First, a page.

Brady's blood heated. He held his temper in check better these days, but no one worked him up like his dad. And vice versa. "I'm doing my best."
His father's thick jaw clenched. "I don't want your best. I want the problem solved."
"It's not as if I haven't tried." Leaving the truck door open and the dog in the seat, Brady pushed away from the vehicle to face his father. He spread his hands in a plea. "Be reasonable, Dad." Like that was going to happen in this lifetime. "Jack Taylor had a heart attack. The man can't work." And the plumbing problem had nothing to do with Brady's home makeover.
"Then get someone else."
Brady didn't believe in kicking a man when he was down. "Jack's business needs the work. And he's the best plumber around."
"And we need to bring this project in on time or lose a boatload of money. The vandals have thrown us behind on everything and now subcontractors decide not to show up. Buchanon Construction was built on dependability and speed. If Jack can't work, find someone who can. Spend your time on business, not on some feel-good Christmas project."
Brady stifled an angry retort. He had places to go and much more enjoyable things to do tonight than get into another fight with his father. A plumber who'd had a heart attack didn't "decide" not to work. The choice was out of the man's hands.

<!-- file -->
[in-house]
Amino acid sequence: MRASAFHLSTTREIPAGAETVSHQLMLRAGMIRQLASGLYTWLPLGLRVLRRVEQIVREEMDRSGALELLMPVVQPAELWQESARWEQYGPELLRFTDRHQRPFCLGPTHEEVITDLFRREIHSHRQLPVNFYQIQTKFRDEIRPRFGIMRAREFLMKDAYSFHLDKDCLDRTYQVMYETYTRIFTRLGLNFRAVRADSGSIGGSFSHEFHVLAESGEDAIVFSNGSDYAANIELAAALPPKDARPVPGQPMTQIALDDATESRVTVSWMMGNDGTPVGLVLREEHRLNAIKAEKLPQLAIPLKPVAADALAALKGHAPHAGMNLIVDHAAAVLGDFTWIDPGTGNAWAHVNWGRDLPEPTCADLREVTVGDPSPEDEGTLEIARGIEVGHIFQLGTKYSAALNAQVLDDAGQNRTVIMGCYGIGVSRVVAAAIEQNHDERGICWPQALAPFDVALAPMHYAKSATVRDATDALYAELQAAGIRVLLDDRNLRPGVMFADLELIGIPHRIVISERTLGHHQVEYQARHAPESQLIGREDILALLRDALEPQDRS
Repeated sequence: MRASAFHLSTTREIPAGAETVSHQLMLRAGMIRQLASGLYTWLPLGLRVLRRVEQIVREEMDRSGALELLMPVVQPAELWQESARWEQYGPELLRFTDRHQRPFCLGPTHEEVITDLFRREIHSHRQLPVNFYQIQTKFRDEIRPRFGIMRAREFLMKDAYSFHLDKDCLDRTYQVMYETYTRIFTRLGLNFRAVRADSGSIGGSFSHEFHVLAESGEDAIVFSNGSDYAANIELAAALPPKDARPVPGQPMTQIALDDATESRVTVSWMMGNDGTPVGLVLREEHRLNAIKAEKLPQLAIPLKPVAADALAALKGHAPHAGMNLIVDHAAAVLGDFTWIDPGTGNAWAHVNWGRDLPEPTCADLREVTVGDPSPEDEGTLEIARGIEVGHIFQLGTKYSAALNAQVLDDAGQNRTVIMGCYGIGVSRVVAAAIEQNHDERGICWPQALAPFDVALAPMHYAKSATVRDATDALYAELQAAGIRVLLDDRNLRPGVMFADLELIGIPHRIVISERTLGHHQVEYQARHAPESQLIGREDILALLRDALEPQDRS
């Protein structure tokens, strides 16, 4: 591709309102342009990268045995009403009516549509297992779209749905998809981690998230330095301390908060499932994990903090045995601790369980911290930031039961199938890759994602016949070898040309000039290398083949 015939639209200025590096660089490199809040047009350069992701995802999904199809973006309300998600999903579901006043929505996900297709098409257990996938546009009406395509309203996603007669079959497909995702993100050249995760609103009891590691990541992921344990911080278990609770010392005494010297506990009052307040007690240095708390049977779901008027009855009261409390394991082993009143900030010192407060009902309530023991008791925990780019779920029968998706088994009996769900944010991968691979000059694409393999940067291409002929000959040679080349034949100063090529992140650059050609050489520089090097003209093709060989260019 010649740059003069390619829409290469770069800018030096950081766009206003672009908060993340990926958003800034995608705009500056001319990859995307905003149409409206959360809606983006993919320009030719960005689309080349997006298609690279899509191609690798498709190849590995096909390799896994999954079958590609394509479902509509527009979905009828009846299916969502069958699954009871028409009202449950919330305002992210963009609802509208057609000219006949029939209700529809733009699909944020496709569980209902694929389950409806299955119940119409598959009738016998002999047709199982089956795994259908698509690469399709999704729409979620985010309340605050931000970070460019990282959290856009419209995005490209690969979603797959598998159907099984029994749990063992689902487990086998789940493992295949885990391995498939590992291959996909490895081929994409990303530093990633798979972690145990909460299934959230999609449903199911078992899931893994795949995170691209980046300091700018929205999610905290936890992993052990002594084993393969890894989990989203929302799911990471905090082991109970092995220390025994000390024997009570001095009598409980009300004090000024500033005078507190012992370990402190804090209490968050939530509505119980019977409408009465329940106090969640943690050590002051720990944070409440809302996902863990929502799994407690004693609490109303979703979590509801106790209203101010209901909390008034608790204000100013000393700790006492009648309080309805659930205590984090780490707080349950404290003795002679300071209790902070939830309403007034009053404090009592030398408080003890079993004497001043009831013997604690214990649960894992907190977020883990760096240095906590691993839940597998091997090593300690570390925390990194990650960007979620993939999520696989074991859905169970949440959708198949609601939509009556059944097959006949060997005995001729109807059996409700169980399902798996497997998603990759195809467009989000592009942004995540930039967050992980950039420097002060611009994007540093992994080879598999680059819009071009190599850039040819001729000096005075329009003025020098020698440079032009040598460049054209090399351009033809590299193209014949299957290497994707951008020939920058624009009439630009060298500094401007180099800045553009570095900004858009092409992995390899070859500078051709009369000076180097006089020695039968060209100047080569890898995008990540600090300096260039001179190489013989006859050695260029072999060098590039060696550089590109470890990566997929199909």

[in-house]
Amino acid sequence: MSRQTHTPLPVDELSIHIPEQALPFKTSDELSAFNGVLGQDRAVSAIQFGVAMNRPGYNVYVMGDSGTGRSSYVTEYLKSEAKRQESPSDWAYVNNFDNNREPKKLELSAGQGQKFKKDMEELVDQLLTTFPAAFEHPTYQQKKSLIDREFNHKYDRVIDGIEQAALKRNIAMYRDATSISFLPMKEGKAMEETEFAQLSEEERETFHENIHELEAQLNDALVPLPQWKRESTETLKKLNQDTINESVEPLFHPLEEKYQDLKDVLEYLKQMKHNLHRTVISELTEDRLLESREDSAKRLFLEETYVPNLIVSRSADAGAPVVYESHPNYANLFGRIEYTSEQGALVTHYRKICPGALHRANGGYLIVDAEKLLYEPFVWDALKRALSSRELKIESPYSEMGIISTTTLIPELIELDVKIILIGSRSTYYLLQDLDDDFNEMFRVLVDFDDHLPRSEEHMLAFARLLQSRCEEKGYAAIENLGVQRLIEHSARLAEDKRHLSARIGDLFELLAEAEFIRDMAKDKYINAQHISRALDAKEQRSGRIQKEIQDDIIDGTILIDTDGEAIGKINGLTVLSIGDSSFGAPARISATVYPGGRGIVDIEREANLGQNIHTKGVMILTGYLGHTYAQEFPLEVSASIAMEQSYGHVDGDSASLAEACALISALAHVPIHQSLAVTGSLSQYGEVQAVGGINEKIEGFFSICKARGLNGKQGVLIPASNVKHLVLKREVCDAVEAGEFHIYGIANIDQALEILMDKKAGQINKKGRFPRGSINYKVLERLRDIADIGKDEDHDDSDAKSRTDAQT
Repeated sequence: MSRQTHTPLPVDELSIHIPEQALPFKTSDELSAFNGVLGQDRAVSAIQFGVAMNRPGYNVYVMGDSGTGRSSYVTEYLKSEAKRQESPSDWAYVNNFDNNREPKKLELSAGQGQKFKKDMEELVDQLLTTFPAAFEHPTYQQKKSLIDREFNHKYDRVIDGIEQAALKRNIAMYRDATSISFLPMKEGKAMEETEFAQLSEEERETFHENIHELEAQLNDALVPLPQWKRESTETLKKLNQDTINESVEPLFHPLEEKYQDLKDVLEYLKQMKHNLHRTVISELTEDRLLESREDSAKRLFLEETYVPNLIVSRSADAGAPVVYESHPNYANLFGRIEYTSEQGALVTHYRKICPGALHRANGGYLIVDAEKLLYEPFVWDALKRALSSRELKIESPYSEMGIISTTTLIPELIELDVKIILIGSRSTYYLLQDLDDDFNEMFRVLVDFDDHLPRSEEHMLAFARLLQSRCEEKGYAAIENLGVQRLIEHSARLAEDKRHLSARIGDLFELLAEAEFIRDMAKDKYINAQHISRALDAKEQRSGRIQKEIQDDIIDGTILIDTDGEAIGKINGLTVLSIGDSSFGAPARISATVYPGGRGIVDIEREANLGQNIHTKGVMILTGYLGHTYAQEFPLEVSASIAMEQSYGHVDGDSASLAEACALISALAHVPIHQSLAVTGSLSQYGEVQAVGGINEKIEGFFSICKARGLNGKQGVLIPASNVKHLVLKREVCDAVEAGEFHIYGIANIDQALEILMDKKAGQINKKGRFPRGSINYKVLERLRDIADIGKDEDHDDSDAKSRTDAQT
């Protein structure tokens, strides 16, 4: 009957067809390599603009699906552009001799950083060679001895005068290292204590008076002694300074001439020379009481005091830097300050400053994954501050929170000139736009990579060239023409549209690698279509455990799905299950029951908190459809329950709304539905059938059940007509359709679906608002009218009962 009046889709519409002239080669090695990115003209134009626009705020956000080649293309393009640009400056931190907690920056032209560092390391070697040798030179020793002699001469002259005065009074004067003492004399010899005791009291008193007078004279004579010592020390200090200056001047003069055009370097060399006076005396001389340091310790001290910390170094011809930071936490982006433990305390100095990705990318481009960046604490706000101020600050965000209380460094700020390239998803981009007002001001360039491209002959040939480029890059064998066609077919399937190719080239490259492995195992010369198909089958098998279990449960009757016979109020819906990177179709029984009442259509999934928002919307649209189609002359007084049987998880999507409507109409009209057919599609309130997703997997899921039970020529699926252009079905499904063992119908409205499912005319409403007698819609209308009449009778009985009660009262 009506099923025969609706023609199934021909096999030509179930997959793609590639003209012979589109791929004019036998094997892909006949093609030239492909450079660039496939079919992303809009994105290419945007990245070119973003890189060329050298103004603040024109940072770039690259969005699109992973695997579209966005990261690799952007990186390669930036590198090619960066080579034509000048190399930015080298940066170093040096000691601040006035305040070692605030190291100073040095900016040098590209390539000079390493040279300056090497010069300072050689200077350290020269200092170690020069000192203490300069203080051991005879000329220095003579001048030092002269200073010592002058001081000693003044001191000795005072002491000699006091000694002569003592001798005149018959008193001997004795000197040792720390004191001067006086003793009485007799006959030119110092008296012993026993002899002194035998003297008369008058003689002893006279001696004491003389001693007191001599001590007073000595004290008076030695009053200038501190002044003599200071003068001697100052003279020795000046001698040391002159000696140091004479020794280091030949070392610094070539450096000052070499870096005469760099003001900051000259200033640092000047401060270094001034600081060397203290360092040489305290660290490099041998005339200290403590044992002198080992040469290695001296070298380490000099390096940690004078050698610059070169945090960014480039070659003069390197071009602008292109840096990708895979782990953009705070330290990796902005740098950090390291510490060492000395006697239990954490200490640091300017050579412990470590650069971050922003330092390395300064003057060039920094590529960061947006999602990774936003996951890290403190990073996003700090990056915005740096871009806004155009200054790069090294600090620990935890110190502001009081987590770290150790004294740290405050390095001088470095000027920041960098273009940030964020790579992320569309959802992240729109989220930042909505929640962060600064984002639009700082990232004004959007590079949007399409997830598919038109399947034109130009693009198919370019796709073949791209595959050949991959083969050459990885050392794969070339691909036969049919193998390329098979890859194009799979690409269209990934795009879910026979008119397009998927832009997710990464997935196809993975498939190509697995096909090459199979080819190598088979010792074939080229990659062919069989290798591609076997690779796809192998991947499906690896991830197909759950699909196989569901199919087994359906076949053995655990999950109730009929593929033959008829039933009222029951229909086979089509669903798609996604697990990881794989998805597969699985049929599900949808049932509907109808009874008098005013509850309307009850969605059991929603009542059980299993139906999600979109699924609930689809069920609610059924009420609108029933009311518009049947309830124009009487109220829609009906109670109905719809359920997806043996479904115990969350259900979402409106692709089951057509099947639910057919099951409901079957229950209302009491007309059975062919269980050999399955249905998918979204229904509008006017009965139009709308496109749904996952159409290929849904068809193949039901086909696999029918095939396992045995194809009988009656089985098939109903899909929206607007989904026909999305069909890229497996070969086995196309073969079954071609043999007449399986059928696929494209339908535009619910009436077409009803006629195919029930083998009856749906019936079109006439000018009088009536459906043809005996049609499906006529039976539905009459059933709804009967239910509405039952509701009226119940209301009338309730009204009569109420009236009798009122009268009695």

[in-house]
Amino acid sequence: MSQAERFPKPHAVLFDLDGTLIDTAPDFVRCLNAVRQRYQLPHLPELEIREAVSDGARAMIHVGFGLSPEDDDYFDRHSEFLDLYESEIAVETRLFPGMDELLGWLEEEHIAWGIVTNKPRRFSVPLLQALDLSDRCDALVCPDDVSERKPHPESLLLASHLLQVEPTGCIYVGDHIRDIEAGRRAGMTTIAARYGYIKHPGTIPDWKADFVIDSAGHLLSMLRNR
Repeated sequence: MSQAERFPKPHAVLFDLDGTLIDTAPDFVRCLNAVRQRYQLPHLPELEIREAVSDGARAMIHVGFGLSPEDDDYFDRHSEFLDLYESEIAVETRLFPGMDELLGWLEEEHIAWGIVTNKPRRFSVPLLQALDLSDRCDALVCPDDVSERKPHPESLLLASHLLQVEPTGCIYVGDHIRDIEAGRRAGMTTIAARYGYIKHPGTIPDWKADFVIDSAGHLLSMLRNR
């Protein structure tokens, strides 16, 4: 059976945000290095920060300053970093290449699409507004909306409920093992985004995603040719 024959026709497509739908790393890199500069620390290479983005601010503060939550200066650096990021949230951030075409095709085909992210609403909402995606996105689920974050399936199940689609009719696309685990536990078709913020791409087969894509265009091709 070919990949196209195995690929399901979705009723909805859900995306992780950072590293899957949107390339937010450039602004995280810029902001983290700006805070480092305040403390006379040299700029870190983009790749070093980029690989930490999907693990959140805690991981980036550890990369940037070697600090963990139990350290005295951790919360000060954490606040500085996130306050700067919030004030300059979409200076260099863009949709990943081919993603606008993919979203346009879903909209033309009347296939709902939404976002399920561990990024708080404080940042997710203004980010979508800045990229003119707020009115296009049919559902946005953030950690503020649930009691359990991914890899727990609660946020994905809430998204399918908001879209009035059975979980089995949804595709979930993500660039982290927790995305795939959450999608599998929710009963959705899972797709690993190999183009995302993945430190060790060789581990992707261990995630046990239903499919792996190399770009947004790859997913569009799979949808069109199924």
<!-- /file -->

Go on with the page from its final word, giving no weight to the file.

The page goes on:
"I'll talk to Jack's wife first thing in the morning." Mary Taylor was busting tail trying to keep the small plumbing business going while taking care of her ailing husband. Good plumbing temps were hard to come by. He should know. He'd called plenty, though telling that to his father was a waste of good clean Texas air.
"Tomorrow isn't good enough." Dan stacked his hands on his hips for emphasis. "I want plumbers on the job site by six in the morning to fix the problem." He jabbed a finger toward Brady. "See her now. Tonight. And don't take no for an answer. Understood?"
Brady took a step back, fuming, his back teeth tight enough to crack.
"Right. Sure. The job will get done." Brady always did the job, but his father seldom noticed progress. He only noticed the problems.
As if his demands were lawwhich they sort of were Dan spun away and slammed the office door behind him. The sound reverberated in the formerly pleasant evening.
Adrenaline jacked to ninety, Brady dragged a frustrated hand down his face. Another minute and he would have been gone. Another minute and he could have gone through an entire work shift without letting his father get under his skin.